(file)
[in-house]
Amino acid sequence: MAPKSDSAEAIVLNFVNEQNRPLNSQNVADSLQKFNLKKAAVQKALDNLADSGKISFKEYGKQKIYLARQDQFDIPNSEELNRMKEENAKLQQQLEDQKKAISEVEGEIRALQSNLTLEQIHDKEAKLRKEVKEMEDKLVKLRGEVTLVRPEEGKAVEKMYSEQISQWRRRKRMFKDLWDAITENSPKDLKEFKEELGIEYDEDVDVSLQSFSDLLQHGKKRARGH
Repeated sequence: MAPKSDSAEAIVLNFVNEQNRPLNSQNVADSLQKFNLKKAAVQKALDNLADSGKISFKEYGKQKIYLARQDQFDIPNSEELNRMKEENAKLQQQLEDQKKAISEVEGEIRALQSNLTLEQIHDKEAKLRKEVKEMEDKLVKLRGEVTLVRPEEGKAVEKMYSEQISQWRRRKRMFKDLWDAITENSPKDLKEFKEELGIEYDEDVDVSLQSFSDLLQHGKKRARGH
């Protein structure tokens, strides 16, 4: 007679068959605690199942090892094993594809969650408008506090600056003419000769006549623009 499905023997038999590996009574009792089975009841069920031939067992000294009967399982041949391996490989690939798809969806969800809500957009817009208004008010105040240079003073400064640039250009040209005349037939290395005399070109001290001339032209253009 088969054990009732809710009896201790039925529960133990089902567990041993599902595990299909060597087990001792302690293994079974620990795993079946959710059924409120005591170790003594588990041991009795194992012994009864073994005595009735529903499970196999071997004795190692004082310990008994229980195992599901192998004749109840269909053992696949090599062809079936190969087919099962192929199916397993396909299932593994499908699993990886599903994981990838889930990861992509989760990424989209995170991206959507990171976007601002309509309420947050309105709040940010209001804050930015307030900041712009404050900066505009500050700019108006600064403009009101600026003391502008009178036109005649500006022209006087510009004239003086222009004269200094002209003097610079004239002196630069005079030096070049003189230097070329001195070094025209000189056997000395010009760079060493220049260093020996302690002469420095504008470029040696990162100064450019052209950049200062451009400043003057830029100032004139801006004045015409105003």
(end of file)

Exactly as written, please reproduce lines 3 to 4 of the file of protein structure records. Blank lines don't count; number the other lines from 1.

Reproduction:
Repeated sequence: MAPKSDSAEAIVLNFVNEQNRPLNSQNVADSLQKFNLKKAAVQKALDNLADSGKISFKEYGKQKIYLARQDQFDIPNSEELNRMKEENAKLQQQLEDQKKAISEVEGEIRALQSNLTLEQIHDKEAKLRKEVKEMEDKLVKLRGEVTLVRPEEGKAVEKMYSEQISQWRRRKRMFKDLWDAITENSPKDLKEFKEELGIEYDEDVDVSLQSFSDLLQHGKKRARGH
């Protein structure tokens, strides 16, 4: 007679068959605690199942090892094993594809969650408008506090600056003419000769006549623009 499905023997038999590996009574009792089975009841069920031939067992000294009967399982041949391996490989690939798809969806969800809500957009817009208004008010105040240079003073400064640039250009040209005349037939290395005399070109001290001339032209253009 088969054990009732809710009896201790039925529960133990089902567990041993599902595990299909060597087990001792302690293994079974620990795993079946959710059924409120005591170790003594588990041991009795194992012994009864073994005595009735529903499970196999071997004795190692004082310990008994229980195992599901192998004749109840269909053992696949090599062809079936190969087919099962192929199916397993396909299932593994499908699993990886599903994981990838889930990861992509989760990424989209995170991206959507990171976007601002309509309420947050309105709040940010209001804050930015307030900041712009404050900066505009500050700019108006600064403009009101600026003391502008009178036109005649500006022209006087510009004239003086222009004269200094002209003097610079004239002196630069005079030096070049003189230097070329001195070094025209000189056997000395010009760079060493220049260093020996302690002469420095504008470029040696990162100064450019052209950049200062451009400043003057830029100032004139801006004045015409105003």